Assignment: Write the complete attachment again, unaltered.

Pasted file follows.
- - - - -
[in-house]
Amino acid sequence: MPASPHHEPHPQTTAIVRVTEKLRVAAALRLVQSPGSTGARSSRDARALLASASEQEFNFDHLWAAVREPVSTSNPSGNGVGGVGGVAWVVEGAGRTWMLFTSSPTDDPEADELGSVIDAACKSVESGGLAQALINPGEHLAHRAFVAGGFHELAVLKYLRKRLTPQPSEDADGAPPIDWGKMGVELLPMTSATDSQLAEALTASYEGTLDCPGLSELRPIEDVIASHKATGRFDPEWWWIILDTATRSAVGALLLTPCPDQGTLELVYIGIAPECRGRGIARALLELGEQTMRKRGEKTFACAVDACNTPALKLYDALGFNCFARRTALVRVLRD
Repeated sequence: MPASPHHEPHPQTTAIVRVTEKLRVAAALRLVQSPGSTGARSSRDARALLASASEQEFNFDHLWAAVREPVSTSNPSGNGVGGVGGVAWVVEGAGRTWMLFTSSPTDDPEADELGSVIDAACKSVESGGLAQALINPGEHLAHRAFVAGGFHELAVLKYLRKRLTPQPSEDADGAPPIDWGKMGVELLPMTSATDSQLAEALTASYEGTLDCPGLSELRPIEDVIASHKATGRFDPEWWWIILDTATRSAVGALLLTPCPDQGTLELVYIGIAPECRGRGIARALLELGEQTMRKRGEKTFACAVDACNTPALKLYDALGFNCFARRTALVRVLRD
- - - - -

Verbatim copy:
[in-house]
Amino acid sequence: MPASPHHEPHPQTTAIVRVTEKLRVAAALRLVQSPGSTGARSSRDARALLASASEQEFNFDHLWAAVREPVSTSNPSGNGVGGVGGVAWVVEGAGRTWMLFTSSPTDDPEADELGSVIDAACKSVESGGLAQALINPGEHLAHRAFVAGGFHELAVLKYLRKRLTPQPSEDADGAPPIDWGKMGVELLPMTSATDSQLAEALTASYEGTLDCPGLSELRPIEDVIASHKATGRFDPEWWWIILDTATRSAVGALLLTPCPDQGTLELVYIGIAPECRGRGIARALLELGEQTMRKRGEKTFACAVDACNTPALKLYDALGFNCFARRTALVRVLRD
Repeated sequence: MPASPHHEPHPQTTAIVRVTEKLRVAAALRLVQSPGSTGARSSRDARALLASASEQEFNFDHLWAAVREPVSTSNPSGNGVGGVGGVAWVVEGAGRTWMLFTSSPTDDPEADELGSVIDAACKSVESGGLAQALINPGEHLAHRAFVAGGFHELAVLKYLRKRLTPQPSEDADGAPPIDWGKMGVELLPMTSATDSQLAEALTASYEGTLDCPGLSELRPIEDVIASHKATGRFDPEWWWIILDTATRSAVGALLLTPCPDQGTLELVYIGIAPECRGRGIARALLELGEQTMRKRGEKTFACAVDACNTPALKLYDALGFNCFARRTALVRVLRD